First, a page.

This case has been odd from the start. Rather than simply declining to intervene in the lawsuit, as it is permitted to do under the False Claims Act, the government has actively sought to kill it.
Why? The answer may lie in the murky world of federally insured mortgages.
Following the money
It may be useful to consider that when the lawsuit was first filed in 2016, the financial crisis of 2008 was still fresh in the minds of many. The crisis was fueled, in part, by wild speculation in mortgage-backed derivative securities.
Gwen Thrower worked as an underwriter for Academy Mortgage. In her Complaint she alleged that the company “encouraged practices that led underwriters to break HUD rules and to approve ineligible loans.” The loans in question were direct endorsement loans. These are generally approved for FHA insurance without direct government review. The evaluation process is fast and largely automated.
The mortgage lender has a financial incentive to make as many loans as quickly as possible. More lending means more money for lending. If the borrower defaults on the loan, the lender is not at risk. Neither is any institutional investor, who may have bought the loan. This is the charm of a federally-insured mortgage.
Guarantors such as Fannie Mae, Freddie Mac, the VA and FHA (the insurers) anticipate that a small percentage of loans will default, and they price their premiums to cover that risk. Only the taxpayers are ultimately on the hook, but they tend to be largely unaware of the costs being passed through.
The whole scheme appears to work, until the day it suddenly implodes. An independent underwriter, with no financial incentive to approve loans, is essentially the last bulwark against folly (or, maybe fraud) – the last guarantee of integrity in the approval process.
When Gwen Thrower tried to decline loans as too risky, she was reportedly overruled. In 2016, she filed a whistleblower lawsuit under the False Claims Act.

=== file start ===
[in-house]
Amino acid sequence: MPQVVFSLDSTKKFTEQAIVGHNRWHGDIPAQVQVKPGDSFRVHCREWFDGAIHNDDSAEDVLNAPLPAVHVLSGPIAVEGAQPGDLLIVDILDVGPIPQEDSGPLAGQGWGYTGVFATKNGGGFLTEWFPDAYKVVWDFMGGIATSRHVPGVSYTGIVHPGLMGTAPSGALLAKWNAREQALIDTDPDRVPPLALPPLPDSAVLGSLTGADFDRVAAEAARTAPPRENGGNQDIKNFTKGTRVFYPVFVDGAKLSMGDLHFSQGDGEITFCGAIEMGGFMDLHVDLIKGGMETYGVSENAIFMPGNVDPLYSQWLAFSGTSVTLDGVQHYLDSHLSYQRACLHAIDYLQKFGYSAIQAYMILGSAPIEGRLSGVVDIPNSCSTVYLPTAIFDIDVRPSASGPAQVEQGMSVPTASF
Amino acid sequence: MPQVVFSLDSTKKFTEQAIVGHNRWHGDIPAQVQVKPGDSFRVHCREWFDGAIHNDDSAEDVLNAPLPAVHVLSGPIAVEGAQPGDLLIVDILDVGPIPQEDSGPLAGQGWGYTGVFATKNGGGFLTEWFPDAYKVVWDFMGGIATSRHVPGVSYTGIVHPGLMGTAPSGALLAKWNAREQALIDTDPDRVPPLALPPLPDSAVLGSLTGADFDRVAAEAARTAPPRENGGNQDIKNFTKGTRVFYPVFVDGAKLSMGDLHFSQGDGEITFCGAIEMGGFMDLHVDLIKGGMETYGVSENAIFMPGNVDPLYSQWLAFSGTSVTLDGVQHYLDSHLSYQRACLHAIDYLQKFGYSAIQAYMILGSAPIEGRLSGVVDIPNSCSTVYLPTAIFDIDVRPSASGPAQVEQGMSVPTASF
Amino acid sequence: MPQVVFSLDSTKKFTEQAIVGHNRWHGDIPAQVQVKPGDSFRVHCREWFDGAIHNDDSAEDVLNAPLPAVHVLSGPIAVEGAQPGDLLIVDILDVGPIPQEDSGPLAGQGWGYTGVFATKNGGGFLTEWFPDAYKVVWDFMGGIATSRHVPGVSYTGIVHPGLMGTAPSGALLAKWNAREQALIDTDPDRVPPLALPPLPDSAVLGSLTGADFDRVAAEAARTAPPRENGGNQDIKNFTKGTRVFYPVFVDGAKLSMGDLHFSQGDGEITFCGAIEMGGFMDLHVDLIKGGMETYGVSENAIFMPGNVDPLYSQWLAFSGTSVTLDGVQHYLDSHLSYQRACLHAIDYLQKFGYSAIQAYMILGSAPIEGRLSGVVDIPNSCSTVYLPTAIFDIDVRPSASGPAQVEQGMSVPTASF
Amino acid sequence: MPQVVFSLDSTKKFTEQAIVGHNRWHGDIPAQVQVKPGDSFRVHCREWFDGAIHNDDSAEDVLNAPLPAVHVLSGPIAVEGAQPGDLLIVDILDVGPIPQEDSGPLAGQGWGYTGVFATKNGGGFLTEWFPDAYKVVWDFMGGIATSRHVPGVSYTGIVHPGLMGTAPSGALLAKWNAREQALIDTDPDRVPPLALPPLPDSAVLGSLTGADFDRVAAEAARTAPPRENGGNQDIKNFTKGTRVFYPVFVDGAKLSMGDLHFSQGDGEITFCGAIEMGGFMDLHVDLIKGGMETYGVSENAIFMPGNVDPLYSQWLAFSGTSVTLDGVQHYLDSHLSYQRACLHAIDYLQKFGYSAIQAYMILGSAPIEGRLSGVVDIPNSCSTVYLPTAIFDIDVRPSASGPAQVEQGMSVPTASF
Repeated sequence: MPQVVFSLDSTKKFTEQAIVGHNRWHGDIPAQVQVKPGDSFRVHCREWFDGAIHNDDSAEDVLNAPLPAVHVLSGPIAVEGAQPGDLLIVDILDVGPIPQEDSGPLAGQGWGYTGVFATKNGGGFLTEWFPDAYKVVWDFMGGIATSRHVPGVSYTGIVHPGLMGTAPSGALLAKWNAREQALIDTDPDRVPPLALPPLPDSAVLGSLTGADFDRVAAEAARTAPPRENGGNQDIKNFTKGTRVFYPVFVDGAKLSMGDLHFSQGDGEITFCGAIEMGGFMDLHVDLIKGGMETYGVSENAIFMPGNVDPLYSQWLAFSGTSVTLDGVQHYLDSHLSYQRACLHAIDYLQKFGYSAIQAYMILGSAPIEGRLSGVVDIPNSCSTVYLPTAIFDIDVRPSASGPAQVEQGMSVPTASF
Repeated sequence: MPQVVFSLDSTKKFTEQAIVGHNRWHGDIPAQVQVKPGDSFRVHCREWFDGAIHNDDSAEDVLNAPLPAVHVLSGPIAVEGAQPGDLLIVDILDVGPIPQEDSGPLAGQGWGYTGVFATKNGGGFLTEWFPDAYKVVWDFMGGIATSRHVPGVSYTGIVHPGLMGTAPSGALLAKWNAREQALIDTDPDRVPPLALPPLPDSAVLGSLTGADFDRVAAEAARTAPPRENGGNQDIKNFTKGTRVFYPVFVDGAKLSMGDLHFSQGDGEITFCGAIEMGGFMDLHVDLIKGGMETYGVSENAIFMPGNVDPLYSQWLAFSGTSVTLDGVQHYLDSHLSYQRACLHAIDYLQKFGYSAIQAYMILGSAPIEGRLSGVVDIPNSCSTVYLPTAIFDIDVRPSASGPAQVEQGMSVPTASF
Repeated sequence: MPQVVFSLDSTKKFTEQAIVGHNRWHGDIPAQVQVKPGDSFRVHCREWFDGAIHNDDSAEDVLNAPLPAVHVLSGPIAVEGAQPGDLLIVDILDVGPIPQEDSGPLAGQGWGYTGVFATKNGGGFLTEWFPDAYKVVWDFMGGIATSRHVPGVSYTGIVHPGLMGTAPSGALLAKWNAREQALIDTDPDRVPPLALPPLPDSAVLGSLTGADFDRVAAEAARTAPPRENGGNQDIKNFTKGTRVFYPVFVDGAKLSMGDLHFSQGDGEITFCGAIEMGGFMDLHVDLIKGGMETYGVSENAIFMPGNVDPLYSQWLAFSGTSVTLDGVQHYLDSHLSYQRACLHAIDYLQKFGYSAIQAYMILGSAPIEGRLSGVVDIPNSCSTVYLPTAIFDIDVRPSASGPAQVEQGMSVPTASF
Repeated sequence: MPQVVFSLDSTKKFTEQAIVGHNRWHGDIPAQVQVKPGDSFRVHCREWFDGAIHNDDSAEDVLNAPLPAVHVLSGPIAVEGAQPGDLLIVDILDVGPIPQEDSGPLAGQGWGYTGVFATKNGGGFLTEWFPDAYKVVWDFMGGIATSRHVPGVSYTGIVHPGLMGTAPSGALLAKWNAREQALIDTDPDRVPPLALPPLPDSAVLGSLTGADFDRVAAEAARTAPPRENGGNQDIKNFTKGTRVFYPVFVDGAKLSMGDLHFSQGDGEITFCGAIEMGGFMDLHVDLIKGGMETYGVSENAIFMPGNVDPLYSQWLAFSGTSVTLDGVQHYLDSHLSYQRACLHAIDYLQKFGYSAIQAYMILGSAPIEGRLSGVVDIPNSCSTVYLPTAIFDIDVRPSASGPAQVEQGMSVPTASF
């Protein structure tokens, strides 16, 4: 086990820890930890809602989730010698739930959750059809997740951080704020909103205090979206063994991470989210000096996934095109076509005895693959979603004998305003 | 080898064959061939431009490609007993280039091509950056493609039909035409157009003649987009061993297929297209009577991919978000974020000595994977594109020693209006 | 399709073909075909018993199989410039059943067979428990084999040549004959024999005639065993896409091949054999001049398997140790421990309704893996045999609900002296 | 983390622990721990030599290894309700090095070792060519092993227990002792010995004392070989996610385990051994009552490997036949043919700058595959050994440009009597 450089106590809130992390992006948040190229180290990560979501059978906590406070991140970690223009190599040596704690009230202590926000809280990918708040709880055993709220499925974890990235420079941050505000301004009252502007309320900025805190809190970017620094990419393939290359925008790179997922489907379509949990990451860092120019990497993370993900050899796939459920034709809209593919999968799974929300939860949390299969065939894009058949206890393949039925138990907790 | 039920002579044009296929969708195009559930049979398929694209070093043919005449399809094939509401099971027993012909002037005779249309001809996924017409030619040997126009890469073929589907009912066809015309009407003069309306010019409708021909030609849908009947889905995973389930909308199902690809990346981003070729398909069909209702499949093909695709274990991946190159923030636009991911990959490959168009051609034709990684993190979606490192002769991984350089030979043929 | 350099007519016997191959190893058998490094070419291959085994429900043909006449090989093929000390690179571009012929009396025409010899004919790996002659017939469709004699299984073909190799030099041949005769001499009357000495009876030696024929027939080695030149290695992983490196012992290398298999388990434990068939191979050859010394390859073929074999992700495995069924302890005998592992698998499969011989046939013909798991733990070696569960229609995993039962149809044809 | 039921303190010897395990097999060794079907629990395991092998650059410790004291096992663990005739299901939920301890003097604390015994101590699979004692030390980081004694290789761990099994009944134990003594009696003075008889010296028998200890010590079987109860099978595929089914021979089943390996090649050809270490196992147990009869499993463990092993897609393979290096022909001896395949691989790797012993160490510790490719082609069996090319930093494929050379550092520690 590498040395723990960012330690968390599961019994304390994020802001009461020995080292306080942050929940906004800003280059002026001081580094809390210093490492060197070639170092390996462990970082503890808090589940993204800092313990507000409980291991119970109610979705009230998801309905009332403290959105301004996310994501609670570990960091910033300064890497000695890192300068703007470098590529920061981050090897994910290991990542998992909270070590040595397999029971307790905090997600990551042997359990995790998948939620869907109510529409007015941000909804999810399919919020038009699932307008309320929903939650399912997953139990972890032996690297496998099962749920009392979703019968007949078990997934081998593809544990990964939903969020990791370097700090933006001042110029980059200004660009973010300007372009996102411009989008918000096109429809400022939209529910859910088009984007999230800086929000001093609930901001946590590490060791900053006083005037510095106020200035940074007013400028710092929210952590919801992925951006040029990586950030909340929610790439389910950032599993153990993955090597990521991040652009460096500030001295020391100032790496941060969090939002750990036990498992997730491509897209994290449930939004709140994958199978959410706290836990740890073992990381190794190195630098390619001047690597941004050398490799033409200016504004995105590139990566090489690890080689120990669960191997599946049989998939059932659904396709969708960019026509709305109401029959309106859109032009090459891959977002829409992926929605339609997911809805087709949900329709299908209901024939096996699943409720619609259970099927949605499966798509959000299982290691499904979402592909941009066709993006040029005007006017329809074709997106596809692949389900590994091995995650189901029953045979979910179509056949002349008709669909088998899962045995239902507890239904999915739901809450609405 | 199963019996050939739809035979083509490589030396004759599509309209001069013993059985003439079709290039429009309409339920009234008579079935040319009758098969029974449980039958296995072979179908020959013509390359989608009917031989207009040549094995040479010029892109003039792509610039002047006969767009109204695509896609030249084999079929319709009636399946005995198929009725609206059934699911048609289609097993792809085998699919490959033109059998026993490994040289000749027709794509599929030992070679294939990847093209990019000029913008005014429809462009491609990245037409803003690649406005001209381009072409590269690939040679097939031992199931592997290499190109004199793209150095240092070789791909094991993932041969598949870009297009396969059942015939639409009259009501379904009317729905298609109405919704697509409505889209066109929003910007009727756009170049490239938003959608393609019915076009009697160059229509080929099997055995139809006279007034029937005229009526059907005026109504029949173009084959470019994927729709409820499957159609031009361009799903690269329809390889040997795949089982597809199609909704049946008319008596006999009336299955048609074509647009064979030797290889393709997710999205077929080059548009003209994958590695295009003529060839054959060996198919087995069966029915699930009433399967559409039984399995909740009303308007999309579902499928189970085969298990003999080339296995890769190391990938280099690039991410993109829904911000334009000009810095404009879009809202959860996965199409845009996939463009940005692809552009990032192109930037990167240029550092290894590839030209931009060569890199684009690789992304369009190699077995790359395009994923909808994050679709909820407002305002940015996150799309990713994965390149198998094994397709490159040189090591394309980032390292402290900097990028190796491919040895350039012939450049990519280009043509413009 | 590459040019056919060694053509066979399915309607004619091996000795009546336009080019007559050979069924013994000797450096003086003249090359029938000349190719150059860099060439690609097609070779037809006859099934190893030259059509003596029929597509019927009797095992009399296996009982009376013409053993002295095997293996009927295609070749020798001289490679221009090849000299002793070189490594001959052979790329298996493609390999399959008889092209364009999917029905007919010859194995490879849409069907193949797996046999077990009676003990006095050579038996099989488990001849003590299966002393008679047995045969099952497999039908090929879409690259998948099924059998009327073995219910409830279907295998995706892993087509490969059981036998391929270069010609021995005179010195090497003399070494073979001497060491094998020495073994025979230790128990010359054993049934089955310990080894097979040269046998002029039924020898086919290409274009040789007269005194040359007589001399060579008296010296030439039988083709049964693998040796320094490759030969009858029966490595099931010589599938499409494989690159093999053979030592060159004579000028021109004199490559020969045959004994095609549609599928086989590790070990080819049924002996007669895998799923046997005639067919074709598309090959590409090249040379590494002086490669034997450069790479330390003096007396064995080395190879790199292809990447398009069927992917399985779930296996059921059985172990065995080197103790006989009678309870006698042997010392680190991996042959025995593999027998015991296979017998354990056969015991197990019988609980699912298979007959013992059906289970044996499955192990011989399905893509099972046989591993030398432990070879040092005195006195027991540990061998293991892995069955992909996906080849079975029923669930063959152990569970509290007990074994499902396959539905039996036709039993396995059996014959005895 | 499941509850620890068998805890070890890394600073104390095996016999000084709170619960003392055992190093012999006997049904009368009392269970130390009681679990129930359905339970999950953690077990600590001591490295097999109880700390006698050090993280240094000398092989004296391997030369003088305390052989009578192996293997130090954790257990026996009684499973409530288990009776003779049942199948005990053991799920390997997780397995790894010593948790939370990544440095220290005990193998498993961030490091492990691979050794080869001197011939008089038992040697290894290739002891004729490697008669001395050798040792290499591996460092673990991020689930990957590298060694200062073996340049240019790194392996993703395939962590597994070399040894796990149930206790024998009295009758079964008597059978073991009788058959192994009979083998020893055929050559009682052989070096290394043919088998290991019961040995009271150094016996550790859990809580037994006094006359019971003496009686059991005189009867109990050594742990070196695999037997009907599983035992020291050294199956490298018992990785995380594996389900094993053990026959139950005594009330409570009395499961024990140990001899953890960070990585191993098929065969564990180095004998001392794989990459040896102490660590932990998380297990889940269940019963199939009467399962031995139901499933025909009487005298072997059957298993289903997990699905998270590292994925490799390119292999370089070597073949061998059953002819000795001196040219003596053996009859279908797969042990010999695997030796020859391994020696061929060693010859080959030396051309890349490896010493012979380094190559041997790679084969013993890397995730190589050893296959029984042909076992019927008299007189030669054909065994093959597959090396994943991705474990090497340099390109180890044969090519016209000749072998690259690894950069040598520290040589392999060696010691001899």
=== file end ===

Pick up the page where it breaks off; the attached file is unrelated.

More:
False Claims Act -- basics and process
The False Claims Act (FCA) provides that any person who knowingly submits false claims to the government may be liable for double the government’s damages plus a penalty of $2,000 for each false claim. The law also provides that violators are liable for treble damages plus a penalty that is indexed to inflation.
In addition to allowing the United States to pursue perpetrators of fraud on its own, the FCA allows private citizens to file suits on behalf of the government (called “qui tam” suits) against those who have defrauded the government. Private citizens who successfully bring qui tam actions may receive a portion of the government’s recovery.
Qui tam lawsuits are initially filed under seal. The U.S. Attorney for the judicial district where the complaint is filed has 60 days to review the complaint. At that point, the government may decide to intervene, essentially taking over the lawsuit, or it can decline to intervene. In the latter situation, the initial complainant (termed the “relator”) can pursue the lawsuit individually. That is the way things usually go.
But, that is not the way things went in U.S v. Academy Mortgage. That may be the real story. It’s difficult to tell in the swamp of financial incentives.
Why has the government been trying to kill the lawsuit?
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Thereafter, the government appealed to the Ninth Circuit. The argument is a highly technical one involving jurisdiction. The Ninth Circuit denied the government’s motion to dismiss again. In the latest iteration of this whistleblower lawsuit, Academy Mortgage has moved for summary judgment, alleging that Thrower has failed to argue that it had the intent, required by the statute, to defraud the government.
The California court system has, so far, refused to let this lawsuit slip quietly beneath the waves. We can only guess what will happen next.